Bezuidenhout also revealed how his caddie, Zack Rasego, played a major part in that final round. As he has done for Louis Oosthuizen and Branden Grace.

    ‘Zack has been on my bag since the start of the year. He’s changed my whole demeanour on the course. He relaxes me and believes in me almost more than I do. On that Sunday when we went through that tough patch he kept me calm and told me to stay in the moment and take it one shot at a time. He’s been a massive help. I feel so much more relaxed on the course because he just makes me feel so calm. I’ve learned a lot.’

    The learning through every phase of his life and career is something the 25-year-old Bezuidenhout has always focused on.

    ‘I was always happy to go through the phases in my career. I’d been close a few times on the European Tour and couldn’t finish it off. But I had put myself in those positions and learned how to handle the pressure. There are so many players on the Sunshine Tour who could easily play on the European Tour. It’s just that it’s difficult to get from the Sunshine Tour to the European Tour and then the PGA Tour. But as soon as you do it and you start playing out here, you realise that you belong here.’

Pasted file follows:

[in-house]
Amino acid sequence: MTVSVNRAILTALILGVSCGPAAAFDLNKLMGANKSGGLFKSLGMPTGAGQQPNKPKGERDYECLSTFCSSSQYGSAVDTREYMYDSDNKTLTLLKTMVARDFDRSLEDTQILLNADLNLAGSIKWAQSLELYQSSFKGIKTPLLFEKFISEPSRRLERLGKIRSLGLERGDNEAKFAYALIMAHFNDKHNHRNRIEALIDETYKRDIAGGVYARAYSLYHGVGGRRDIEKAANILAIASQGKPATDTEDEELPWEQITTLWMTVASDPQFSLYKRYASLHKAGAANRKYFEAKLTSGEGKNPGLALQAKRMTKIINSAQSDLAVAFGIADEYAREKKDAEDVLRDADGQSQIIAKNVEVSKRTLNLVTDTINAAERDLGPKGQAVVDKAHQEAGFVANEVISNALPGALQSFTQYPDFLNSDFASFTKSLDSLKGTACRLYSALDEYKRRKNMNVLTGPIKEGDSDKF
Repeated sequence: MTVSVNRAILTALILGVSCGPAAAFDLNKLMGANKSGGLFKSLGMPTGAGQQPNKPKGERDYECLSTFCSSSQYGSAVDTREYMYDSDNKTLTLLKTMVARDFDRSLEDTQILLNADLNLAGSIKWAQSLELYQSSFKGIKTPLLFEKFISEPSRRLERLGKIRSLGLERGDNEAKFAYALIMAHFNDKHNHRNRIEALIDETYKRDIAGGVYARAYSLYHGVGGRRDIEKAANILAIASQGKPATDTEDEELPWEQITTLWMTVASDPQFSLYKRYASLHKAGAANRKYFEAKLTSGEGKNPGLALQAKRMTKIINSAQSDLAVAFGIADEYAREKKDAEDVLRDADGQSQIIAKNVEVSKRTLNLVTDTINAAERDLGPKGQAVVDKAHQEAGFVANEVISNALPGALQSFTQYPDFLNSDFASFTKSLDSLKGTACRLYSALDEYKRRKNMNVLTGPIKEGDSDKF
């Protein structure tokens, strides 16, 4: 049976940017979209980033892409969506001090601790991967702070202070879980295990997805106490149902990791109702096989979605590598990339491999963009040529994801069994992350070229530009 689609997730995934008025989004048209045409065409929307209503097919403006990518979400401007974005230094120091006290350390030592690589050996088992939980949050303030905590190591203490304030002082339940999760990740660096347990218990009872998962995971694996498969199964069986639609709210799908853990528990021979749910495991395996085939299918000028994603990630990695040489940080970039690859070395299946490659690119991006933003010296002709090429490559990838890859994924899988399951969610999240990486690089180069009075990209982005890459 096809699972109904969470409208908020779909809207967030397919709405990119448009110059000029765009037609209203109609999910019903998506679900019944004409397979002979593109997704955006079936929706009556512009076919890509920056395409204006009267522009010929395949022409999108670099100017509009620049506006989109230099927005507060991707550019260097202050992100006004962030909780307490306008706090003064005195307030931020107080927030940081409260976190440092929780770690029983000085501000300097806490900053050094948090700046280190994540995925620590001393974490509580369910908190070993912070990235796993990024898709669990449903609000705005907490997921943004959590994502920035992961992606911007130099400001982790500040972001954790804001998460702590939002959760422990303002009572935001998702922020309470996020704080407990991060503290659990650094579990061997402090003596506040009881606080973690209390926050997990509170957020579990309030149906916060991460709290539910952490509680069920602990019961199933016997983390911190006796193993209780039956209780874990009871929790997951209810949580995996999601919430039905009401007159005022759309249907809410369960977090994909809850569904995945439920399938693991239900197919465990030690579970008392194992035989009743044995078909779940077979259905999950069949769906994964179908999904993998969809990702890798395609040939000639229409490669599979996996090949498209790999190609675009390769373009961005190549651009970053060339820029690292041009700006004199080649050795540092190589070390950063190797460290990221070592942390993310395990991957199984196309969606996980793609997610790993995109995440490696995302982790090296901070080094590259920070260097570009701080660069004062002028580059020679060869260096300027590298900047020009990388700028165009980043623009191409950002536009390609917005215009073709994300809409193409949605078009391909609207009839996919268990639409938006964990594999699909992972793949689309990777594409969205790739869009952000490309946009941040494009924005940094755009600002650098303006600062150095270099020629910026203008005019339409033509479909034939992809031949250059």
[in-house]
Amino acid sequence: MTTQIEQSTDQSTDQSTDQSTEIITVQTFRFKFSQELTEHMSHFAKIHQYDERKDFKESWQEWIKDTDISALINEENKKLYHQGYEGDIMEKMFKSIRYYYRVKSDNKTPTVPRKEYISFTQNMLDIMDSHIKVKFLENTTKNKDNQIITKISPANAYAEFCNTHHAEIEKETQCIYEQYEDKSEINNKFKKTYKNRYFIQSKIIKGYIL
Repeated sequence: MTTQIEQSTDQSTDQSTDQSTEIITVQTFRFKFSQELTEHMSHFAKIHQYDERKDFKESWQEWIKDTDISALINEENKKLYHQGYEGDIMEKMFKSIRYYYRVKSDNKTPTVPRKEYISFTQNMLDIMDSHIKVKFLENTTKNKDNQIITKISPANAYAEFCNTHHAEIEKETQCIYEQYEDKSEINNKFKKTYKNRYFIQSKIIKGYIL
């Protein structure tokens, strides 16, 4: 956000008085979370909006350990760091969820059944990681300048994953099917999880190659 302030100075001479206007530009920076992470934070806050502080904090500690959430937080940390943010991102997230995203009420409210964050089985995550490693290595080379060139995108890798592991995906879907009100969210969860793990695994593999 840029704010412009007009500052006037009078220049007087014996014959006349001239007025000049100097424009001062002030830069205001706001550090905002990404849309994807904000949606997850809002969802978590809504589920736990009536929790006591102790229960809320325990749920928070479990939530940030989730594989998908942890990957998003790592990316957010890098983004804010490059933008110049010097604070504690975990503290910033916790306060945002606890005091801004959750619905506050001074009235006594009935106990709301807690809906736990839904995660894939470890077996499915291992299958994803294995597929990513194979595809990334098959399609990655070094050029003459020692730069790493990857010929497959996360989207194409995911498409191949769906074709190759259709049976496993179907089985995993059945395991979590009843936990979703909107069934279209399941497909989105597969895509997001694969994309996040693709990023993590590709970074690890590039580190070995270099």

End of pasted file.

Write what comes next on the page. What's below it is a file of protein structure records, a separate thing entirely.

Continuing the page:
And now comes the next phase he has opened up, and new goals.

    ‘At the start of the year we sat down and the main goal was to get into contention more on the European Tour, which I’ve done. Then to get a European Tour win, which I’ve done. My next goal is to finish in the top 25 in the Race to Dubai and to add 15 yards on my drives.’

    So this is not just a story about a great young golfer. It’s also a story about tragedy, dark times and triumph over the odds.

    ‘Before I wrote that blog nobody knew my story. After that, people were telling me what an inspiring story it was for them. I still get people coming to me and saying they have a new perspective on some things in life they’d previously taken for granted. It’s always nice to change other people’s lives with something that happened to you.’

    It’s a story about dreams.

    ‘Don’t be scared to dream. Since I can remember, it’s been my dream just to play on the European Tour, never mind win here. I dreamed that and worked hard. Just dream and work hard. Dreams can come true.’